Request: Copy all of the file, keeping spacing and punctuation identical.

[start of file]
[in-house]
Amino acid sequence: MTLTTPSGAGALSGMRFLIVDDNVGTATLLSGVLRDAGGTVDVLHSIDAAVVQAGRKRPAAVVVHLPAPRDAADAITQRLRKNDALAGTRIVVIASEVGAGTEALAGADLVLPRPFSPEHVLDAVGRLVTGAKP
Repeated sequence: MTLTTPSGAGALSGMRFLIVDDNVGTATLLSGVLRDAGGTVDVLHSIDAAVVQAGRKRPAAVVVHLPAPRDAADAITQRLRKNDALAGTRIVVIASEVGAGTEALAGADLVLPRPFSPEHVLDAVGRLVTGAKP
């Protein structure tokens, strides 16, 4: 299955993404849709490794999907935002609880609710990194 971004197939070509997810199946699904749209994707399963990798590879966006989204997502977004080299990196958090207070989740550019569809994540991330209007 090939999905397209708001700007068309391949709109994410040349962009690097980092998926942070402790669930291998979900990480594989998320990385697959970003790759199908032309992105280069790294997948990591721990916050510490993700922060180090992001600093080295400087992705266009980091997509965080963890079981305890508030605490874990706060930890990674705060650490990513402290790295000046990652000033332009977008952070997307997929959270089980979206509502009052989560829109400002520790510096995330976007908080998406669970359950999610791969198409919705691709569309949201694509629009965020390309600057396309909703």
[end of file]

[in-house]
Amino acid sequence: MTLTTPSGAGALSGMRFLIVDDNVGTATLLSGVLRDAGGTVDVLHSIDAAVVQAGRKRPAAVVVHLPAPRDAADAITQRLRKNDALAGTRIVVIASEVGAGTEALAGADLVLPRPFSPEHVLDAVGRLVTGAKP
Repeated sequence: MTLTTPSGAGALSGMRFLIVDDNVGTATLLSGVLRDAGGTVDVLHSIDAAVVQAGRKRPAAVVVHLPAPRDAADAITQRLRKNDALAGTRIVVIASEVGAGTEALAGADLVLPRPFSPEHVLDAVGRLVTGAKP
């Protein structure tokens, strides 16, 4: 299955993404849709490794999907935002609880609710990194 971004197939070509997810199946699904749209994707399963990798590879966006989204997502977004080299990196958090207070989740550019569809994540991330209007 090939999905397209708001700007068309391949709109994410040349962009690097980092998926942070402790669930291998979900990480594989998320990385697959970003790759199908032309992105280069790294997948990591721990916050510490993700922060180090992001600093080295400087992705266009980091997509965080963890079981305890508030605490874990706060930890990674705060650490990513402290790295000046990652000033332009977008952070997307997929959270089980979206509502009052989560829109400002520790510096995330976007908080998406669970359950999610791969198409919705691709569309949201694509629009965020390309600057396309909703």